Posts tagged with "Fast Company"

Heads up! Mr. Potato Head is getting a rebrand for the 21st-century

Febraury 26, 2021

Next fall, you’re cordially invited to Mr. Potato Head’s wedding. He’s marrying his partner of many years, another Potato Head. And they promise it’s going to be the party of the year, with—you guessed it—plenty of spuds on the menu.

The Pawtucket, Rhode Island-based toy giant Hasbro is rebranding its iconic Mr. Potato Head toy by dropping the “Mr.” from the name, reports Fast Company.

On the surface, it may seem like a subtle shift, but it is designed to break away from traditional gender norms, particularly when it comes to creating Potato Head families—which is how toddlers frequently play with the toy, according to Hasbro’s research. But when the new brand is unveiled, kids will have a blank slate to create same-sex families or single-parent families. It’s a prime example of the way heritage toy brands are evolving to stay relevant in the 21st century.

Hasbro launched Mr. Potato Head in 1952 for the princely sum of $0.98 (or $10 in today’s currency). Back then, families had to supply their own real potato, which kids could then turn into little people thanks to plastic pieces in the box, such as hands, feet, and eyes, and accessories such as a pipe, and felt pieces that were meant to be mustaches.

The following year, Mrs. Potato Head launched with feminized accessories, such as hair bows and red high heels. The Potato Heads were the first toys to be marketed directly to kids, that strategy worked like gangbusters: More than one million kits were sold in the first year.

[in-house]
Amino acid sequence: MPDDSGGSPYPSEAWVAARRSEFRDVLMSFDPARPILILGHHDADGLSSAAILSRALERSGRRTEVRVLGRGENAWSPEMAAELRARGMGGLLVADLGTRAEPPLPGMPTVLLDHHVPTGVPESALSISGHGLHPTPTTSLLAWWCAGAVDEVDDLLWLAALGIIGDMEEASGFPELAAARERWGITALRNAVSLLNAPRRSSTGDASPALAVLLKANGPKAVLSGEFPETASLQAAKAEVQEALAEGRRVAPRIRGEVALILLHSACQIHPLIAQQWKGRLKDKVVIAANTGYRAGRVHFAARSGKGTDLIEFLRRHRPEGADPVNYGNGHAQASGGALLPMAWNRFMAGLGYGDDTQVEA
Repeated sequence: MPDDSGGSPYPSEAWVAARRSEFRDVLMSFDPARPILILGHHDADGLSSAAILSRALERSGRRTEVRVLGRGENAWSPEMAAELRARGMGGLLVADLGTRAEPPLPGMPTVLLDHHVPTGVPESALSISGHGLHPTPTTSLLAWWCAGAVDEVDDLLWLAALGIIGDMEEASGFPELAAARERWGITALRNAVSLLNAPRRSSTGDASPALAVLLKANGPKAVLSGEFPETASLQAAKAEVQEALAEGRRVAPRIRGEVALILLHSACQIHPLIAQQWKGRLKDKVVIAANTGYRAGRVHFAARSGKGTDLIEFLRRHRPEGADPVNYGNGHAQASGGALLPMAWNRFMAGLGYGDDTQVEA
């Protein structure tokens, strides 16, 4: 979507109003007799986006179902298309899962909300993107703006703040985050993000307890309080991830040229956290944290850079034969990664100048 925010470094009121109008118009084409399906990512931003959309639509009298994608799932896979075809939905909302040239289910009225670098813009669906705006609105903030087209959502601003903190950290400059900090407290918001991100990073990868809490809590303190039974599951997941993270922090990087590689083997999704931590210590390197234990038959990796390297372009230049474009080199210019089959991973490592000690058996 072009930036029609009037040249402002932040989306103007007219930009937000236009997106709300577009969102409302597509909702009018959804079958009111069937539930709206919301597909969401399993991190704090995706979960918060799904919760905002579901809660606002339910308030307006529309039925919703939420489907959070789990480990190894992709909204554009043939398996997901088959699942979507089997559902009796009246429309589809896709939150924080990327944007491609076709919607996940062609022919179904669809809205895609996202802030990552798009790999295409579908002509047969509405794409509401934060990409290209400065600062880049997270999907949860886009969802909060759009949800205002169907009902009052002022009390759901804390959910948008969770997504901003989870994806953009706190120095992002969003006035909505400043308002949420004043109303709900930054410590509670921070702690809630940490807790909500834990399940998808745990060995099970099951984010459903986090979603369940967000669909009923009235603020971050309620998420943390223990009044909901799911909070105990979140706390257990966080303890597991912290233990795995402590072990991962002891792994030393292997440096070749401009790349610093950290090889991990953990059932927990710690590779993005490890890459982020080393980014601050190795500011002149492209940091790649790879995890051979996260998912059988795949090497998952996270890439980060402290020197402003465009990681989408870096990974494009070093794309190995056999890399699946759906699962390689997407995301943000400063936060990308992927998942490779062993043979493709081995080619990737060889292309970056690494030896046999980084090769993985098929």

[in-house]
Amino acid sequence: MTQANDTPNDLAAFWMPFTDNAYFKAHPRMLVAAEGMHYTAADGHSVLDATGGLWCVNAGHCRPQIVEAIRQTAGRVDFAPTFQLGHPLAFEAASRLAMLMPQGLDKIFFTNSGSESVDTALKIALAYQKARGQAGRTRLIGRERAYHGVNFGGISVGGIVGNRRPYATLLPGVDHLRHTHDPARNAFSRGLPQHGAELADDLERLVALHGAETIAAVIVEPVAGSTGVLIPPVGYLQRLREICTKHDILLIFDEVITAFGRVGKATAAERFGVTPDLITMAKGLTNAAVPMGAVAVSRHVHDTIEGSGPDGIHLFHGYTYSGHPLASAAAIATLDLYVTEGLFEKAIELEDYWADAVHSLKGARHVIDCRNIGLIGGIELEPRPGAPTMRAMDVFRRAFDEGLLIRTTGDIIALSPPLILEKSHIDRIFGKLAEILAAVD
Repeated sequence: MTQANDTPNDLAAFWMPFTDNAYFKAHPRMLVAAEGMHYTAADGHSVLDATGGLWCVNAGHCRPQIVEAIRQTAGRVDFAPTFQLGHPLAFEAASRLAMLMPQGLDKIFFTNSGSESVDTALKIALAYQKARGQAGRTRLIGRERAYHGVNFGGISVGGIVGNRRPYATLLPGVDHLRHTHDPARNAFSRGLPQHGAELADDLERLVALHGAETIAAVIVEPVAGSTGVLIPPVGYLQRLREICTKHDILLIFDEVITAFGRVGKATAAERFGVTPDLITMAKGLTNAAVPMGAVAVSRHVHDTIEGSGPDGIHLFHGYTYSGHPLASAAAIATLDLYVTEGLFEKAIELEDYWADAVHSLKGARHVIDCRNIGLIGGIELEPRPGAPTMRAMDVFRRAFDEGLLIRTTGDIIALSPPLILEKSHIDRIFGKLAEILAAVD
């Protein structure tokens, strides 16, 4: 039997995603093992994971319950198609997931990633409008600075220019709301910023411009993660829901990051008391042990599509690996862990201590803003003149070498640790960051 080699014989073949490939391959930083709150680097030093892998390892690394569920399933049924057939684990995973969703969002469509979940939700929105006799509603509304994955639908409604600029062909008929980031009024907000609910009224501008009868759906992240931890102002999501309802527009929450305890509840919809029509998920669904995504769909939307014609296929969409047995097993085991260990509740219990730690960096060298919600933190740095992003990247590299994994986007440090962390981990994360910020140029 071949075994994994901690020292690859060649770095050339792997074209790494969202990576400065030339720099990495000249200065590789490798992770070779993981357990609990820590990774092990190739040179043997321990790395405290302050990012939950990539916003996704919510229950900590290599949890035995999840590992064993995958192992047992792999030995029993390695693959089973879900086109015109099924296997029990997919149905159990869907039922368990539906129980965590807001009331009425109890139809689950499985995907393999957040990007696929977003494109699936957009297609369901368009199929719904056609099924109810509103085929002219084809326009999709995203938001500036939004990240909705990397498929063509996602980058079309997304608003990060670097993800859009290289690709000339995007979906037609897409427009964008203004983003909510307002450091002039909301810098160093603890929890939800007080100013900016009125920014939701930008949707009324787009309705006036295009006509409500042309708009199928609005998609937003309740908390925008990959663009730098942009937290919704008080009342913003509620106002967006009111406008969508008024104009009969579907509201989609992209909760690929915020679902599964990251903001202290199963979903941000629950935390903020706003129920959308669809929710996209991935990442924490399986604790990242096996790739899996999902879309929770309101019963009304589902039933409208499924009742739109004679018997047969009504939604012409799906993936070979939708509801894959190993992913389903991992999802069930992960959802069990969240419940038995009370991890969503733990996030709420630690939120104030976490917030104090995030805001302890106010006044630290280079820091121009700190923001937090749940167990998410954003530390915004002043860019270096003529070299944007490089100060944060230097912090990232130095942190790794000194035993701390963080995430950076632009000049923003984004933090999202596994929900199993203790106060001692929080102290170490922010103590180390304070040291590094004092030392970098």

The enduring success of Potato Head comes down to its sheer silliness, Kimberly Boyd, an SVP and GM at Hasbro who works on the Potato Head brand told Fast Company. The idea of a potato person with an enormous mustache is universally hilarious, particularly to the sensibilities of small children. But after that initial laugh, Boyd says that kids continue to engage with the toy because it provides a canvas onto which they can project their own experiences.

“The sweet spot for the toy is two to three years old,” she says. “Kids like dressing up the toy, then playing out scenarios from their life. This often takes the form of creating little potato families, because they’re learning what it means to be in a family.”

Over the decades, the Potato Head brand has explicitly played into this tendency to create families. It has sold Mr. Potato Head family sets, with a male and a female character, along with smaller potato children. In 2012, Hasbro celebrated the 60th wedding anniversary of Mr. and Mrs. Potato Head with a boxed set featuring the couple.

But eight years later, the brand wants to stop leaning so heavily into this traditional family structure. “Culture has evolved,” she says. “Kids want to be able to represent their own experiences. The way the brand currently exists—with the “Mr.” and “Mrs.”—is limiting when it comes to both gender identity and family structure.”